National Chemistry Week (NCW) is a public awareness campaign that promotes the value of chemistry in everyday life. ACS members and chemistry enthusiasts celebrate NCW by coordinating events and communicating the importance of chemistry. Each year the American Chemical Society’s (ACS) NCW campaign reaches millions of people with positive messages about the contributions of chemistry to their daily lives. NCW is a community-based annual event that unites ACS local sections, businesses, schools, and individuals in communicating the importance of chemistry to our quality of life. It is the one time during the year that chemists, regardless of background, unite with the common goal of spreading the word that chemistry is good for our economy, our health and our well-being.
This Year’s National Chemistry Week theme is “Marvelous Metals!” focusing on metals. You will learn more about the chemistry of metals in this year’s issue of Celebrating Chemistry. Metals are chemical elements or mixtures of elements that are good conductors of electricity and heat. Precious metals such as gold, silver, and copper were some of the first elements identified by humans. Did you know that 76% of the elements in the periodic table are metals? Scientists have been studying the elements for hundreds of years. In fact, the modern periodic table is just a way to organize the elements and describe how they are related to each other. It is based on the work of a chemist named Dmitri Mendeleev. This year is the 150th anniversary of Mendeleev’s periodic table! The yearlong celebration is called the “International Year of the Periodic Table of Chemical Elements” or “IYPT 2019.” The electronic version of the Celebrating Chemistry Newsletter is available from the ACS website (www.acs.org/ncw).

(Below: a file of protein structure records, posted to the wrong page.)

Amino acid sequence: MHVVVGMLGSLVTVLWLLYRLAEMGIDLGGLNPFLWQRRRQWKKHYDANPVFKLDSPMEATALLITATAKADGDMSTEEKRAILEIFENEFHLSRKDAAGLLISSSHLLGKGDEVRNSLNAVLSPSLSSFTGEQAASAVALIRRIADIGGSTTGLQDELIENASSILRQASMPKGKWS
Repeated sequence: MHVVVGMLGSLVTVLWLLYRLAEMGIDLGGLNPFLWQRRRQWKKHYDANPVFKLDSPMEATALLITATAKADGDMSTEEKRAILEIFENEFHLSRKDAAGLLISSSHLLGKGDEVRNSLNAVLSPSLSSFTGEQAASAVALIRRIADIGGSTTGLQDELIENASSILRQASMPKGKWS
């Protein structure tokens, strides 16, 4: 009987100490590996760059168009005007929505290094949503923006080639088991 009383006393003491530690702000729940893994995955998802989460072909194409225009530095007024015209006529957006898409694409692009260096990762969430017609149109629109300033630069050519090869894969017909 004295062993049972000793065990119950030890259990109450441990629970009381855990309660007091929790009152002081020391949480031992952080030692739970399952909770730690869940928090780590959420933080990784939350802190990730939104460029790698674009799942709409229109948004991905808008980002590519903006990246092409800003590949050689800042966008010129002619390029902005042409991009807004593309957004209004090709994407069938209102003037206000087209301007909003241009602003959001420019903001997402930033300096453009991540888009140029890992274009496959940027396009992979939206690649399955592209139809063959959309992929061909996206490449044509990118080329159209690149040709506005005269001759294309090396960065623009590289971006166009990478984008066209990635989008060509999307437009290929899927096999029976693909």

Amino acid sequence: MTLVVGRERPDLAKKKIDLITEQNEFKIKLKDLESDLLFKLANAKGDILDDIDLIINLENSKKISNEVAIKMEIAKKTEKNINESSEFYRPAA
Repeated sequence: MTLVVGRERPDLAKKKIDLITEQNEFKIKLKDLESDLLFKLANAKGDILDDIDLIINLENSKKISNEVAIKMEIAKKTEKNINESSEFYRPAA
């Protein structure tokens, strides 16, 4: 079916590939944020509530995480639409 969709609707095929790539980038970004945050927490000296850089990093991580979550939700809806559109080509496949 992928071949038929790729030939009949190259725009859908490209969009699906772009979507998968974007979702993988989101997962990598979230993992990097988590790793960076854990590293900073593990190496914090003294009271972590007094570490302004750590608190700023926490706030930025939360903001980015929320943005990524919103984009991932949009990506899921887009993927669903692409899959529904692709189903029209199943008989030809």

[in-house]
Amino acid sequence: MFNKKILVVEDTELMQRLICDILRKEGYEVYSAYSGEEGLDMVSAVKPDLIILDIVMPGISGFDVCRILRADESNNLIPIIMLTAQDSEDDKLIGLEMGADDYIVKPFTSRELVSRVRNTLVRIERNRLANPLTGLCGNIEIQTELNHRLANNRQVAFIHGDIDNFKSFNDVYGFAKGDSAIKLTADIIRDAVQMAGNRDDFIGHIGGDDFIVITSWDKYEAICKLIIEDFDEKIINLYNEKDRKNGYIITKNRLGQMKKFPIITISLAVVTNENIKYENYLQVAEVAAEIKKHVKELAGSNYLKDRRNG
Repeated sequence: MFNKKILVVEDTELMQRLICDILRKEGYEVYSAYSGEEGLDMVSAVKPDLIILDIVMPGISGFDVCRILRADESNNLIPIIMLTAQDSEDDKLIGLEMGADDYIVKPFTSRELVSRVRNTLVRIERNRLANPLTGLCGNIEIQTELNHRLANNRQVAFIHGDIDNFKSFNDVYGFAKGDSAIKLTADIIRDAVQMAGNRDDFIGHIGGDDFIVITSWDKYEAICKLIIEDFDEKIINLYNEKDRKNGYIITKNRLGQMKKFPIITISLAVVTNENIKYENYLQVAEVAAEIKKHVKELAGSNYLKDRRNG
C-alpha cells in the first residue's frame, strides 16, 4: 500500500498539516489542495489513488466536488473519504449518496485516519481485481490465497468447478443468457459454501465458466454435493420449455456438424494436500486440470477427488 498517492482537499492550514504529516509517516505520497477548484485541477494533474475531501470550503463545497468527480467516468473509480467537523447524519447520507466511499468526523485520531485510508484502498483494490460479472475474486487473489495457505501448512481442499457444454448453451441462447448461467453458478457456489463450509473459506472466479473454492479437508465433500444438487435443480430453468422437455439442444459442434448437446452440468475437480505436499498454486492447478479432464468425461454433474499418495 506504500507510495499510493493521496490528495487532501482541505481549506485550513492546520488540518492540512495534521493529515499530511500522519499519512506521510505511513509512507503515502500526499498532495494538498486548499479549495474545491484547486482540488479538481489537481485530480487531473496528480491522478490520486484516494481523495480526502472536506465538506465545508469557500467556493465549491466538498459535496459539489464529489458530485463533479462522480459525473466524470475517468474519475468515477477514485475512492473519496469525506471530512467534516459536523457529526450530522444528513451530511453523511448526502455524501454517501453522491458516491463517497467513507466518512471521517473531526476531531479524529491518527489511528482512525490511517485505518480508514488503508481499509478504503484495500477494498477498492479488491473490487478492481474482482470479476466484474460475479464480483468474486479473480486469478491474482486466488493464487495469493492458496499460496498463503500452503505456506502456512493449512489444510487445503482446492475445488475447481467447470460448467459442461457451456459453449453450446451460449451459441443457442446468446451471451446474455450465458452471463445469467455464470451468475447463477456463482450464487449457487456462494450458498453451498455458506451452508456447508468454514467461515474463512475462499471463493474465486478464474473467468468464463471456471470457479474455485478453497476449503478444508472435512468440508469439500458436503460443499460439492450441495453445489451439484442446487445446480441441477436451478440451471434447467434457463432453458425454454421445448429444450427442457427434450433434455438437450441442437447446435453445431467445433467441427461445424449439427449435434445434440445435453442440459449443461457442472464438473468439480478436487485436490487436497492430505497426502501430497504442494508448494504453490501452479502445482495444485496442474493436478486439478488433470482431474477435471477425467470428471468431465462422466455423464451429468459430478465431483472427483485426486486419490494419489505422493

The Chemical Society of Washington (CSW), along with the ACS Office of Community Activities, is planning several NCW events. Volunteers are needed for these outreach activities. We are in the early stages of planning the events, so watch for additional information in the October Capital Chemist, or on the Capital Chemist and CSW webpages.
You can contribute to the NCW campaign by performing chemical demonstrations at a neighborhood school (consider having an illustrated poem contest); conducting hands-on activities with children at museums, malls, or libraries; or writing articles or letters to the editor of your local paper. If you would like to lead an activity at your local school or library, CSW will provide you with some grade specific materials to hand out to the students, as well as some simple demonstrations that you can use.
More information about local activities will be posted on the CSW (www.capitalchemist.org) web site as they become available. For further information, or to volunteer, contact the CSW NCW coordinator, Kim M. Morehouse via e-mail at [email protected], or by phone at 240-402-1889 (day) or 301-384-7311 (evening).